28

This question already has an answer here:

Suppose I have two classes (one a parent and one a subclass). How do I refer to a method in the parent class if the method is also defined in the subclass different?

Here is the code:

class A:
    def __init__(self, num):
        self.value=num
    def f(self, num):
        return self.value+2
class B(A):
    def f(self, num):
        return 7*self.f(num)

In the very last line, I want to refer to the parent class A with the "self.f(num)" command, not the method itself in B which would create an infinite recursion. Thank you in advance.

marked as duplicate by Martijn Pieters python Jan 8 '18 at 13:10

This question has been asked before and already has an answer. If those answers do not fully address your question, please ask a new question.

34

If you know you want to use A you can also explicitly refer to A in this way:

class B(A):
    def f(self,num): 
        return 7 * A.f(self,num)

remember you have to explicitly give the self argument to the member function A.f()

  • I had an error with doing that, when I tried to call a method, which was implemented in C. It expected an instance of A as first parameter and didn't recognize B as a child class. I suppose that using super() might get around that, but I'm not sure yet. – erikbwork Jun 25 '13 at 9:16
38

Use super:

return 7 * super(B, self).f(num)

Or in python 3, it's just:

return 7 * super().f(num)
  • this is theoretically right, but for some reason, I get: TypeError: super() argument 1 must be type, not classobj – user1111042 Feb 19 '12 at 7:14
  • 6
    @user1111042: Let me guess - you are using Python 2.x? Then your class A should inherit from object, only then you get a new style class. New style classes are instances of class type, whereas old style classes are just instances of classobj. super() only works on new style classes. – pillmuncher Feb 19 '12 at 7:23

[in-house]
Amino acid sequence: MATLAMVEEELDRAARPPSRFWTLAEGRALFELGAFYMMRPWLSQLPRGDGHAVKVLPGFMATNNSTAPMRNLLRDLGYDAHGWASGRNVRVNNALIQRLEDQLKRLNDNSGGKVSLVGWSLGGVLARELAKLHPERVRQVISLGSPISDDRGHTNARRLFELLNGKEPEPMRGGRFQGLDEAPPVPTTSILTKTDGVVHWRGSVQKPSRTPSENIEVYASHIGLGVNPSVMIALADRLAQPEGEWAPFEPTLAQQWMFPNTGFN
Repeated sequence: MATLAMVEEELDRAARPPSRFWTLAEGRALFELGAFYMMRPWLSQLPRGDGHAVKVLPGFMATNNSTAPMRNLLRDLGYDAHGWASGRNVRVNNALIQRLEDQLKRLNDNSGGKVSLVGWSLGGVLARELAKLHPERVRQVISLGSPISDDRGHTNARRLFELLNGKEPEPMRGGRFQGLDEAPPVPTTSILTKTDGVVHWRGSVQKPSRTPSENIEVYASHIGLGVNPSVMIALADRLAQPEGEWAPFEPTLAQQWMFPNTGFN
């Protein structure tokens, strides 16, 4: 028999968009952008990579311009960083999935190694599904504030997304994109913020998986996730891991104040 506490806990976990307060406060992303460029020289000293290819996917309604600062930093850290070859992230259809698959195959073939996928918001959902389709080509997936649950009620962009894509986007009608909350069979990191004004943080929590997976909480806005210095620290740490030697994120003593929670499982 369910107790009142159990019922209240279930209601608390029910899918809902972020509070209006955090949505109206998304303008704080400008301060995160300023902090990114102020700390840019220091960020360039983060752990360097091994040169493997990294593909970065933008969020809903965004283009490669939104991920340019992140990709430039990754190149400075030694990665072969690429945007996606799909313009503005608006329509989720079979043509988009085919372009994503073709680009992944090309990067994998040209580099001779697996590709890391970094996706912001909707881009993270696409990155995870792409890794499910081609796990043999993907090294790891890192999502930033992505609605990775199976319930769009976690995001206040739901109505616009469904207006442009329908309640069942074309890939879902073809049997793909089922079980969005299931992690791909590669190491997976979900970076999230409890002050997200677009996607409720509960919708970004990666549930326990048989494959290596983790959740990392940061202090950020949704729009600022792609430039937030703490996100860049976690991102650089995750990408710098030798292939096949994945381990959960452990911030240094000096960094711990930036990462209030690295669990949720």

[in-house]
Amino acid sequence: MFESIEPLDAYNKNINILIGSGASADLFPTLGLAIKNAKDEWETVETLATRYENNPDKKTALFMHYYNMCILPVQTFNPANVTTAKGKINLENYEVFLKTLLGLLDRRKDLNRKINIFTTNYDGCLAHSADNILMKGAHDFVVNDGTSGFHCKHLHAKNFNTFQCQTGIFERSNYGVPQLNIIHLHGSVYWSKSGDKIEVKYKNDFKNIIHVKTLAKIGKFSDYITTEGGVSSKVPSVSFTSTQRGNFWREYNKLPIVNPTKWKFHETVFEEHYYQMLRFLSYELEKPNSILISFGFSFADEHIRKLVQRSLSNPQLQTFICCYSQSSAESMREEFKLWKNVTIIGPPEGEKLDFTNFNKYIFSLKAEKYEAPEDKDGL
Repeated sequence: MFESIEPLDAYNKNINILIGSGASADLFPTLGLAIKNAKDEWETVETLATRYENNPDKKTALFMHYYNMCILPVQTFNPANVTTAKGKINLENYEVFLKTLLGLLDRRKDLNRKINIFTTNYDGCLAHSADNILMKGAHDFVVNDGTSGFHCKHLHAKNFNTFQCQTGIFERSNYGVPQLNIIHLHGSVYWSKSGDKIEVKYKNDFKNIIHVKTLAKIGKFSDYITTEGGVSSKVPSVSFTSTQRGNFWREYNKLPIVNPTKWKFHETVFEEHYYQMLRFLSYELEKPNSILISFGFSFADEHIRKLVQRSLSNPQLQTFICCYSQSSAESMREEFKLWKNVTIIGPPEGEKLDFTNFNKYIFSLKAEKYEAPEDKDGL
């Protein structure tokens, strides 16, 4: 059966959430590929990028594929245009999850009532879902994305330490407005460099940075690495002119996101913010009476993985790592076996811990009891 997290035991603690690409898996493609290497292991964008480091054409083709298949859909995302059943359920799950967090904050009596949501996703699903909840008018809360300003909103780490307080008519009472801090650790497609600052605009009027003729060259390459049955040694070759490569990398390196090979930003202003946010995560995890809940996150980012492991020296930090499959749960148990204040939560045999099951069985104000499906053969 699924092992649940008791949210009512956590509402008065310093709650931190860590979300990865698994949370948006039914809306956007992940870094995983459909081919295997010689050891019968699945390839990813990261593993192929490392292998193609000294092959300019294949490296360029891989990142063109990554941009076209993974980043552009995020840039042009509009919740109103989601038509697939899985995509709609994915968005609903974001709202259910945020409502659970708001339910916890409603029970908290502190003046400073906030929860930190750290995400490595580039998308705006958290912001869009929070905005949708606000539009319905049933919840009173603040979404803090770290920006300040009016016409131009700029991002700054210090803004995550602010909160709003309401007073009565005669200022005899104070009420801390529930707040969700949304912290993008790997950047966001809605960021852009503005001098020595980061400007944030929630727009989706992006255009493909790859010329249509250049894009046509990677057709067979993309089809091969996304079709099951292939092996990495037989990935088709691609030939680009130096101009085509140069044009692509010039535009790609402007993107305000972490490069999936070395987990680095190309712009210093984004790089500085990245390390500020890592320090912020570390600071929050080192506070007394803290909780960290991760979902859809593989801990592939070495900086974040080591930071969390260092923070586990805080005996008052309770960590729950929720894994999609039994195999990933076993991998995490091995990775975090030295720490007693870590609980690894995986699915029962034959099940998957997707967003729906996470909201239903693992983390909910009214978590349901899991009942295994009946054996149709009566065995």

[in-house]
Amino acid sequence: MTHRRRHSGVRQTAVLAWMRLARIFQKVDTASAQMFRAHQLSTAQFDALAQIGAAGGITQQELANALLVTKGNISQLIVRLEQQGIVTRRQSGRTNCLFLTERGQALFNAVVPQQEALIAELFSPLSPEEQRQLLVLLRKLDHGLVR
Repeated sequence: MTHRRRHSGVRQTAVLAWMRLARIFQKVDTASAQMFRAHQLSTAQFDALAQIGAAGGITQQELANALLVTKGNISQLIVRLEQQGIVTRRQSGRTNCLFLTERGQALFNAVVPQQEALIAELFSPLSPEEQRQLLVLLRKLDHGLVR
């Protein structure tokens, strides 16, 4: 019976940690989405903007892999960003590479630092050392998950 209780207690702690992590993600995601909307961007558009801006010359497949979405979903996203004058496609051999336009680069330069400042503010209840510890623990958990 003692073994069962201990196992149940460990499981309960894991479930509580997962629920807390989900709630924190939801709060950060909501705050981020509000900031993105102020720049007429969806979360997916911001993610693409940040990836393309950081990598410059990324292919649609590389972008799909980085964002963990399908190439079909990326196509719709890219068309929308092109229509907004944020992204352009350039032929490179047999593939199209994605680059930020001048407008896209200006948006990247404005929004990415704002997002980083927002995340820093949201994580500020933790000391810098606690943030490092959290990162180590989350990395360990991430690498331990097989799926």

• Yes, I am using Python 2.x and super as you said does not work in 2.x – user1111042 Feb 19 '12 at 7:29
  • 3
    Oh, right. Old-style classes, I forgot. You should really be defining A as class A(object), after which this will work. – tzaman Feb 19 '12 at 7:36
6

In line with the other answers, there are multiple ways to call super class methods (including the constructor), however in Python-3.x the process has been simplified:

Python-2.x

class A(object):
 def __init__(self):
   print "world"

class B(A):
 def __init__(self):
   print "hello"
   super(B, self).__init__()

Python-3.x

class A(object):
 def __init__(self):
   print "world"

class B(A):
 def __init__(self):
   print "hello"
   super().__init__()

super() is now equivalent to super(<containing classname>, self) as per the docs.

2

Why not keep it simple?

class B(A):
    def f(self, num):
        return 7 * A.f(self, num)
1
class B(A):
    def f(self, num):
        return 7 * super(B, self).f(num)
0

you can use super or if you can be more explicit and do something like this.

class B(A):
  def f(self, num):
    return 7 * A.f(self, num)
0

Check out my answer at Call a parent class's method from child class in Python?.

It's a slight twist on some others here (that don't use super).

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